Creating a new conference is a chancy business that requires a certain amount of guts. I have worked on several conference projects that haven’t panned out, and there’s no question that failing to engage a critical mass of registrants for an event that you thought would be popular is a disheartening experience.
Despite success in creating many successful new conferences over the last thirty years, I still don’t know how to predict whether an event will be viable. But I have learned one thing.
One requirement for success is being able to easily find others—my rule of thumb is at least four people—who share your vision for the conference and are willing to help make the event a reality. In the past, I’ve tried to gauge commitment intuitively. Recently, while rereading Peter Block’s wonderful book Community: The Structure of Belonging with my Consultants and Trainers monthly network group (now in its 16th year!) I came across his Four Early Questions, which he uses to negotiate the social contract between group members to “shift the ownership of the room”. Peter suggests asking people to rate on a seven-point scale, from low to high, their responses to these four questions:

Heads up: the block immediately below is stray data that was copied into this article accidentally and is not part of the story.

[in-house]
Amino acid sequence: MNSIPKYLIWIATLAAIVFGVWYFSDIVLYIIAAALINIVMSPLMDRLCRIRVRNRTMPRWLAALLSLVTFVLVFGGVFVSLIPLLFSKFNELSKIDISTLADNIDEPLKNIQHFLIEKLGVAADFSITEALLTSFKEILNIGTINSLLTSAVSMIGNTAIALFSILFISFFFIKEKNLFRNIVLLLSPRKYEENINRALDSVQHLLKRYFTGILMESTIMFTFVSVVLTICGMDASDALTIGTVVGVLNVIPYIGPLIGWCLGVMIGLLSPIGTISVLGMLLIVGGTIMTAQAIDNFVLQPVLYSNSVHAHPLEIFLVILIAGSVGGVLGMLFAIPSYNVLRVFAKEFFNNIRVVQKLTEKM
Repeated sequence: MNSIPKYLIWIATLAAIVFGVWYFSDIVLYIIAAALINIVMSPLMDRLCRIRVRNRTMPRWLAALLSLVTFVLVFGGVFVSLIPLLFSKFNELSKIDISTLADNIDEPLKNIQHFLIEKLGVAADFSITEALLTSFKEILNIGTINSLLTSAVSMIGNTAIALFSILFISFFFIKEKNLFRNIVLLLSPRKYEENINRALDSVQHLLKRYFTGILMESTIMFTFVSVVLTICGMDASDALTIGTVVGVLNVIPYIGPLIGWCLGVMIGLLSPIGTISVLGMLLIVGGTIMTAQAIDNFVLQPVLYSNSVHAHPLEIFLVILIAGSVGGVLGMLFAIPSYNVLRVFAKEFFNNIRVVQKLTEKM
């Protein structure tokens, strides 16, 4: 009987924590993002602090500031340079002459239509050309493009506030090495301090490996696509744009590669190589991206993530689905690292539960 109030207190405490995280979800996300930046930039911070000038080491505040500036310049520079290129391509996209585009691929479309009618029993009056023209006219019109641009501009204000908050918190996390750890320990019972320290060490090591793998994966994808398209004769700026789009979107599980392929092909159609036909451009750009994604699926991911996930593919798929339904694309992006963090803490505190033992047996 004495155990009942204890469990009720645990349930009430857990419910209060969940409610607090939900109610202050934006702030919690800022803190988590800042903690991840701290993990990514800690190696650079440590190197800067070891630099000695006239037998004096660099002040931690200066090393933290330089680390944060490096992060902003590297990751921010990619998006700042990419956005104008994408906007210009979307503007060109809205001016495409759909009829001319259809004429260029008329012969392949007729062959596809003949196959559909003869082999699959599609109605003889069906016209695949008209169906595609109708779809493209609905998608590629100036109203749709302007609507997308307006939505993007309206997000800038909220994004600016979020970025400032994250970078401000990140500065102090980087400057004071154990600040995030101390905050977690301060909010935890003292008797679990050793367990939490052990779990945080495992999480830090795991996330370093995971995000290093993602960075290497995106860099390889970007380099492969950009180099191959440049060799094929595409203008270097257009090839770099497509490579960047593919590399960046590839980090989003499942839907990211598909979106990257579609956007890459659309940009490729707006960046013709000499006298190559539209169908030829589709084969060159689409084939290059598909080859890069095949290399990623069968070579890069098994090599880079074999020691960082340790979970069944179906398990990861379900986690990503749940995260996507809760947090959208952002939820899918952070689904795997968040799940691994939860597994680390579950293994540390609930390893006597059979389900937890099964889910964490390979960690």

- How valuable an experience (or project, or community) do you plan for this to be?
- How much risk are you willing to take?
- How participative do you plan to be?
- To what extent are you invested in the well-being of the whole?
When building any kind of new endeavor, I think these questions provide a useful way to learn more about the people you may be working with, and so I’m sharing them with you here.